The Niger Delta Power Holding Company (NDPHC), managers of the National Integrated Power Projects (NIPPs), has started evaluating its electricity transmission projects in the eastern axis of the country.
This, the agency said, was part of efforts to recover more than 800 megawatts (mw) of electricity generated but stranded in some of its power plants within the supply loop.
The new effort is aimed at sorting out extant holdbacks to the projects’ completion timeline and wheeling of generated electricity from power plants in the axis, which are said to now generate but cannot wheel out their outputs to the national grid.
Delays in completion of the almost 200 kilometres eastern transmission loop stretching from Ikot Ekpene in Akwa Ibom State to Ugwuaji in Enugu State for almost two years has resulted in such supply shut in, as well as project cost overrun.
Officials of NDPHC said there were about 45 instances of sabotage on its transmission projects on the eastern axis in the form of repeated community and institutional encroachments on transmission rights of way (RoW), as well as court orders stopping their contractors from going ahead with work.
The transmission lines run along Egbema, a border town between Imo and Rivers states and should evacuate power generated from the 330mw Egbema and 563mw Calabar power plants in Odukpani.
Albert Okorogu, NDPHC’s executive director for networks, explained that: “we have issues of power outage. In a country of over 180 million people, we barely generate 4,000mw and practically, most cities are left in the dark. The story out there is that government is not doing enough to provide electricity but these powers are stranded in many generation plants with people frustrating its evacuation and distribution to the nation.”
He further commented on the acts of sabotage on the transmission projects adding that, “we have a lot of stranded power in the completed stations but we need to evacuate them to the grid through the transmission stations. If these facilities are continually hacked down, how then does power get to Nigerians even there is over 6,000mw capacity to generate power.”
Moving through the 330 kilovoltage (kV) transmission line that connects 330mw Egbema plant around Ohaji in Imo State with Port Harcourt and Owerri, it was however observed that new structures were constantly being erected right under transmission lines by communities to demand for compensation from NDPHC despite claims by the NDPHC that it had initially made compensation payments to affected communities and individuals before starting the projects.
More so, some of the 330kV transmission towers were reportedly hacked down by citizens whom NDPHC officials said were being mobilized by elite members of the communities.
They identified one of such cases that involved a renowned medical doctor who mobilized youths in a community along Egbema to hack down a transmission tower weighing about 30 tonnes with a generator and steel saw for alleged inadequate compensation for the RoW.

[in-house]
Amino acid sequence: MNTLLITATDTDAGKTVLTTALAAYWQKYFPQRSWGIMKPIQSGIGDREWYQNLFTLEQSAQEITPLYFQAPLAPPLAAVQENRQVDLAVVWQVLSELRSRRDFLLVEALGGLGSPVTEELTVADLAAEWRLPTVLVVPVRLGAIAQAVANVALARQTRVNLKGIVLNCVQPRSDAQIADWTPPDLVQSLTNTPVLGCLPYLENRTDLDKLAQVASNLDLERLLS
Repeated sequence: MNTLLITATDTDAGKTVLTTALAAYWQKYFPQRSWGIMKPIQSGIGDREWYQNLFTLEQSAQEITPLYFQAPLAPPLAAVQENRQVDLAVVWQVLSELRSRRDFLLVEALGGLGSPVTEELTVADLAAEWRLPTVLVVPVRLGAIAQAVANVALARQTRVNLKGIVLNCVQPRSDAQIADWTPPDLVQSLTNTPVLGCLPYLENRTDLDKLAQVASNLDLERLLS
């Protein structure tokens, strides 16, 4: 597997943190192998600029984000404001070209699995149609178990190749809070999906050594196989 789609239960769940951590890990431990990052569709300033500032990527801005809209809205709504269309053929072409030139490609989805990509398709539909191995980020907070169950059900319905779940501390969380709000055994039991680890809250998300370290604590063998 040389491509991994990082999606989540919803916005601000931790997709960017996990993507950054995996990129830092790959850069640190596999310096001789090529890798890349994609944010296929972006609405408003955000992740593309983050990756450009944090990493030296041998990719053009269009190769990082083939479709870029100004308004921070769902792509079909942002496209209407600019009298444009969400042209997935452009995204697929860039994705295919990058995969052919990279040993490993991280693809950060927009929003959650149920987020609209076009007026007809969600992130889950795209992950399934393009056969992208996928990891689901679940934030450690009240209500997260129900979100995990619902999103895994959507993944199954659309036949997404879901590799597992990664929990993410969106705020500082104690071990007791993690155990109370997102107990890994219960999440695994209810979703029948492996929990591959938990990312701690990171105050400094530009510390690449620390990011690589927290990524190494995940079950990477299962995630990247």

At the Enugu–Ikot Ekpene line that connects the completed 563mw Calabar plant in Odukpani, pockets of uncompleted structures were also erected along the transmission RoW deep into bushes and farmlands that were given out to NDPHC by communities to erect transmission lines.
In his brief on the RoW, Ben Iruoha, NDPHC’s director for environment, said: “To allow construction of transmission lines, we had to create a corridor of RoW to build the two level transmission lines of 330kV and 132kV voltage levels with 50 metres and 30 metres space requiring the acquisition of land and due payment of compensation. We had gone through these processes sometimes more than twice due to legal constraints especially along the Port Harcourt, Egbema, Ikot Ekpene, Owerri axis where people go to get court injunctions to stop our nearly completed facilities for not paying them enough compensations or for us to pay them another round,” he added.
The official said in some cases, the state governments who are part of the process of allocating the places and overseeing the NIPPs compensation reallocate those areas especially those in the urban centres to individuals. “These encroachments and court injunctions have delayed transmission facilities that have caused stranded electricity supply in recent times especially from the 330mw Egbema NIPP, the Afam Power in Port Harcourt and 563mw Calabar plant in Odukpani,” Iruoha said.
He further noted that some of these projects should have been completed two years ago before the power plants were completed and ready for firing.

Maureen Nzeogu
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